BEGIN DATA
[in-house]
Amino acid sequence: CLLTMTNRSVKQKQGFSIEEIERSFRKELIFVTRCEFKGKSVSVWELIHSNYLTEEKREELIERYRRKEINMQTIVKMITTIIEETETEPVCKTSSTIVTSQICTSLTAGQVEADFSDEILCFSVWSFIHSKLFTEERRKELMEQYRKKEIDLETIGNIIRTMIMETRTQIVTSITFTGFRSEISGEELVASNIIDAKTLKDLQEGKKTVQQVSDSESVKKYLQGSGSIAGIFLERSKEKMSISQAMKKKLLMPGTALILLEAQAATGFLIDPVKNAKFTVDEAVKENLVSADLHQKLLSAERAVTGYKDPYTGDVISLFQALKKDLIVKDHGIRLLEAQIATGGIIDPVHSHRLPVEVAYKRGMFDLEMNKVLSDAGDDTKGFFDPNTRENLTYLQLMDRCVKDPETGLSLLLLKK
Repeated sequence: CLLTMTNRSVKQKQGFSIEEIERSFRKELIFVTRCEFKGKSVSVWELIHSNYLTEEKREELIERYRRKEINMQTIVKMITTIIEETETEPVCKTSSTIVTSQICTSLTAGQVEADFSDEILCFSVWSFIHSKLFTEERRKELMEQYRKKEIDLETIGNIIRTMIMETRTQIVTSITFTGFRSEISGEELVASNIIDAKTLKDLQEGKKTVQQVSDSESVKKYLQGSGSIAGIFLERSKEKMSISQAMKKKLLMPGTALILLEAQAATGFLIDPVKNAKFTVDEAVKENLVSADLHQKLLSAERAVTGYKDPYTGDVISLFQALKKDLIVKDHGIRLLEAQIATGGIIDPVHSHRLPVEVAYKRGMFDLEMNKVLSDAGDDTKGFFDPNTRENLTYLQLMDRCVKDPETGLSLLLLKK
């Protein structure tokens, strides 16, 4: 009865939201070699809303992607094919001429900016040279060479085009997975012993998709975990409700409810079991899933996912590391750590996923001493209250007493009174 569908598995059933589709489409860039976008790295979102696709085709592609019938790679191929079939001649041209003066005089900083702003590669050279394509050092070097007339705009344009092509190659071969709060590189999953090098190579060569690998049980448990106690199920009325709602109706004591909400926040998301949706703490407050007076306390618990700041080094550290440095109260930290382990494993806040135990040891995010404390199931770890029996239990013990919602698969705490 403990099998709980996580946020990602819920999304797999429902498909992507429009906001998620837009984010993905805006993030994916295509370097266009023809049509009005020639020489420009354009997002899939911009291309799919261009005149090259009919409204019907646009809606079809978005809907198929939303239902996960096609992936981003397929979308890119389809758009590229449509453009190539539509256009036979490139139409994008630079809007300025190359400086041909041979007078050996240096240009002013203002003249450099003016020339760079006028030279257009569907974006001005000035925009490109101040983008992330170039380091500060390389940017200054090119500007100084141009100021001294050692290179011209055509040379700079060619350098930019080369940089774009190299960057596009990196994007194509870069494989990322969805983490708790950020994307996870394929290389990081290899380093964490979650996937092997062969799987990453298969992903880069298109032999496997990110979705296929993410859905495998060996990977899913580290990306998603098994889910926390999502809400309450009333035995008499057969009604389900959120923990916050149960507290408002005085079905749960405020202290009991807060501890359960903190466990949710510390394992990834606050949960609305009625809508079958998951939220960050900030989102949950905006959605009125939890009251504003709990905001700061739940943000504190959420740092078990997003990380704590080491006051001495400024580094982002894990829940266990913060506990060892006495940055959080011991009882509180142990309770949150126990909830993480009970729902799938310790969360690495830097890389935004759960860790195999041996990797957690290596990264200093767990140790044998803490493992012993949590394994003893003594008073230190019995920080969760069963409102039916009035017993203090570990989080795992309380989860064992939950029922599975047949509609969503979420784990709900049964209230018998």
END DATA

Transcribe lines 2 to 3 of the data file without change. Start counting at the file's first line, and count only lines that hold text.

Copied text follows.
Amino acid sequence: CLLTMTNRSVKQKQGFSIEEIERSFRKELIFVTRCEFKGKSVSVWELIHSNYLTEEKREELIERYRRKEINMQTIVKMITTIIEETETEPVCKTSSTIVTSQICTSLTAGQVEADFSDEILCFSVWSFIHSKLFTEERRKELMEQYRKKEIDLETIGNIIRTMIMETRTQIVTSITFTGFRSEISGEELVASNIIDAKTLKDLQEGKKTVQQVSDSESVKKYLQGSGSIAGIFLERSKEKMSISQAMKKKLLMPGTALILLEAQAATGFLIDPVKNAKFTVDEAVKENLVSADLHQKLLSAERAVTGYKDPYTGDVISLFQALKKDLIVKDHGIRLLEAQIATGGIIDPVHSHRLPVEVAYKRGMFDLEMNKVLSDAGDDTKGFFDPNTRENLTYLQLMDRCVKDPETGLSLLLLKK
Repeated sequence: CLLTMTNRSVKQKQGFSIEEIERSFRKELIFVTRCEFKGKSVSVWELIHSNYLTEEKREELIERYRRKEINMQTIVKMITTIIEETETEPVCKTSSTIVTSQICTSLTAGQVEADFSDEILCFSVWSFIHSKLFTEERRKELMEQYRKKEIDLETIGNIIRTMIMETRTQIVTSITFTGFRSEISGEELVASNIIDAKTLKDLQEGKKTVQQVSDSESVKKYLQGSGSIAGIFLERSKEKMSISQAMKKKLLMPGTALILLEAQAATGFLIDPVKNAKFTVDEAVKENLVSADLHQKLLSAERAVTGYKDPYTGDVISLFQALKKDLIVKDHGIRLLEAQIATGGIIDPVHSHRLPVEVAYKRGMFDLEMNKVLSDAGDDTKGFFDPNTRENLTYLQLMDRCVKDPETGLSLLLLKK